Response selection is foundational to adaptive behavior, and considerable attention has been devoted to investigating this behavior under conditions in which the mapping between stimuli and responses is fixed.
Results from prior studies implicate the left supramarginal gyrus (SMg), premotor and prefrontal cortices, as well as the cerebellum in this essential function. Yet, many goal-directed motor behaviors have multiple solutions with flexible mappings between stimuli and responses whose solutions are believed to involve prospective planning. Studies of selection under conditions of flexible mappings also reveal involvement of the left SMg, as well as bilateral premotor, superior parietal cortex (SPL) and pre-supplementary motor (pre-SMA) cortices, along with the cerebellum. This evidence is, however, limited by exclusive reliance on tasks that involve selection in the absence of overt action execution and without complete control of possible confounding effects related to differences in stimulus and response processing demands. Here, we address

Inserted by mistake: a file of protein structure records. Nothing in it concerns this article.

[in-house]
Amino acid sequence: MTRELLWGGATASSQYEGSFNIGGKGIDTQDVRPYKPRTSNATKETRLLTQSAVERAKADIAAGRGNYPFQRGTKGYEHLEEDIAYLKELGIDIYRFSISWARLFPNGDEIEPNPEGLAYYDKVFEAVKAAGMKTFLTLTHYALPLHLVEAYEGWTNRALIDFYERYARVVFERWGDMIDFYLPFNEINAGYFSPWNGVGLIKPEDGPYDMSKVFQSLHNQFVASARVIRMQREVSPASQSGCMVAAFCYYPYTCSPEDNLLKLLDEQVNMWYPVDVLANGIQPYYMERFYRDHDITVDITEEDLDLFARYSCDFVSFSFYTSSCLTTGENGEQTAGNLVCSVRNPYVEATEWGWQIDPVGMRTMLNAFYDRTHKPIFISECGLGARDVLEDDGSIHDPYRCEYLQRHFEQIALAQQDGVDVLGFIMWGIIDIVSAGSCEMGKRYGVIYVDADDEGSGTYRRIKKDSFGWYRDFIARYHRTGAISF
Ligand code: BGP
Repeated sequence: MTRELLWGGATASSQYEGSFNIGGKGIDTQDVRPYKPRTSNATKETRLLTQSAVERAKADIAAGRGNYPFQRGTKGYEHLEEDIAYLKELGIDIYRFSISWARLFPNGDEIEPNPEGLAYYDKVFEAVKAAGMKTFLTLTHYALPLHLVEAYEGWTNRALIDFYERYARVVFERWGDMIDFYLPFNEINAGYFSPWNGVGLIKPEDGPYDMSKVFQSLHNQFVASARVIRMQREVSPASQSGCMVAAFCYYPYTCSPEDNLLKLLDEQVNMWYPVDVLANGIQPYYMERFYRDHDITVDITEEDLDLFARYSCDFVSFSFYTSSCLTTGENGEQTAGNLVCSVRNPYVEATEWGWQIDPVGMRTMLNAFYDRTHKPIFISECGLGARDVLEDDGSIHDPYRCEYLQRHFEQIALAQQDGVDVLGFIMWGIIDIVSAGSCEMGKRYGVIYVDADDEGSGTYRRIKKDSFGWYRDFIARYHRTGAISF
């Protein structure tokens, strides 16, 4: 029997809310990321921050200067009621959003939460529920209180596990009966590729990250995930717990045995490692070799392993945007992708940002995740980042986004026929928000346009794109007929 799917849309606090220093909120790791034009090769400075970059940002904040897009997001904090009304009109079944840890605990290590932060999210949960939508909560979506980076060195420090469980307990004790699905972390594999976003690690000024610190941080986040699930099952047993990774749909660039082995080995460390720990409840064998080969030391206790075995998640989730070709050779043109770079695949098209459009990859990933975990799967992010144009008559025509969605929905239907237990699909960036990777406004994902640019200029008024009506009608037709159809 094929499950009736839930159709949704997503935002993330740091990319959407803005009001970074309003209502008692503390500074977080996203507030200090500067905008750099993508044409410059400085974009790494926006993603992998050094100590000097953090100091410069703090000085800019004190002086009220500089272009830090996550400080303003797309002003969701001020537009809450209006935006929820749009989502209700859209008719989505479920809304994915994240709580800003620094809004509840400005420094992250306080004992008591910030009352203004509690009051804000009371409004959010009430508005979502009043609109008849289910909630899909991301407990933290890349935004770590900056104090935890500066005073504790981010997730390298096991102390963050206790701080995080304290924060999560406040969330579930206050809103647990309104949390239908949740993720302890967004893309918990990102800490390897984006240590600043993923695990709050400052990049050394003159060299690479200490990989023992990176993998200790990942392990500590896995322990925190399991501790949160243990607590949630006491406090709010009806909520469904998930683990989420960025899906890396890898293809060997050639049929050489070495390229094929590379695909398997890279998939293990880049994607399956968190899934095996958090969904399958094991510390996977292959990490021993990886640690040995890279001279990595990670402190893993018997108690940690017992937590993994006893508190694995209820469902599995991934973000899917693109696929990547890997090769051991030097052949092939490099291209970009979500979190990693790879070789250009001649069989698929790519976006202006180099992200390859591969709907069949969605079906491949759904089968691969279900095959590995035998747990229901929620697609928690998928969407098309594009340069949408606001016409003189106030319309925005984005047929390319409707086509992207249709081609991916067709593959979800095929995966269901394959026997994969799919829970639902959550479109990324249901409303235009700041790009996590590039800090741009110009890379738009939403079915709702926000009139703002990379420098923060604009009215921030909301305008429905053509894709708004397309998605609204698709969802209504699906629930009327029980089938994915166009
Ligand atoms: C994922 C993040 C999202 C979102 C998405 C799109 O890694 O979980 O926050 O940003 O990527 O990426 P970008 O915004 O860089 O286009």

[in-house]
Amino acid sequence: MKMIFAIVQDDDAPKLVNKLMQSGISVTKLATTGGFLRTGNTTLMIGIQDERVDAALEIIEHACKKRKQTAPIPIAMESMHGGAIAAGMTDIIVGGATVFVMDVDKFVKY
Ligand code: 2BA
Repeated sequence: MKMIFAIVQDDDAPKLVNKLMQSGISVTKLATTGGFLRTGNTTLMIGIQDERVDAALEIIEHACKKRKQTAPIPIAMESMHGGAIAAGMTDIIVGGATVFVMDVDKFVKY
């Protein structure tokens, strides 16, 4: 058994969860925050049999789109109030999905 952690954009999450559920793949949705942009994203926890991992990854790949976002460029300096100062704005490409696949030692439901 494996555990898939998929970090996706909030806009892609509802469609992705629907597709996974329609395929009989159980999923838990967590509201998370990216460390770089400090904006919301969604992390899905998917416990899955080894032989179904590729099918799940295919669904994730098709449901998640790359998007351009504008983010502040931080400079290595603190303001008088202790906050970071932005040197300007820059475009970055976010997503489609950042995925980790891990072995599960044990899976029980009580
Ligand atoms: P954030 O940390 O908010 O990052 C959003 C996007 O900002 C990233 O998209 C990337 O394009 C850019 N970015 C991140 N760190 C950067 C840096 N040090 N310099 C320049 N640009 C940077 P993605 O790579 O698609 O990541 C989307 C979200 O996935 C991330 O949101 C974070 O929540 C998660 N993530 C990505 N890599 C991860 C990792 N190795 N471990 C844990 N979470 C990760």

this limitation through use of a novel fMRI repetition suppression (FMRI-RS) paradigm. In our primeprobe design, participants select and overtly pantomime manual object rotation actions when the relationship between stimuli and responses is either flexible (experimental condition) or fixed (control
condition). When trials were repeated in prime-probe pairs of the experimental condition, we detected improvements in performance accompanied by a significant suppression of blood oxygen-level dependent (BOLD) responses in: left SMg extending into and along the length of the intraparietal sulcus (IPS), right IPS, bilateral caudal superior parietal lobule (cSPL), dorsal premotor cortex (dPMC), pre-SMA, and in the lateral cerebellum. Further, region-of-interest analyses revealed interaction effects of fMRI-RS in the experimental versus control condition within left SMg and cerebellum, as well as in bilateral caudal SPL. These efficiency effects cannot be attributed to the repetition of stimulus or response processing, but instead are planning-specific and generally consistent with earlier findings from conventional fMRI investigations.
We conclude that repetition-related increases in the efficiency of planning-based selection appears to be associated with parieto-cerebellar networks.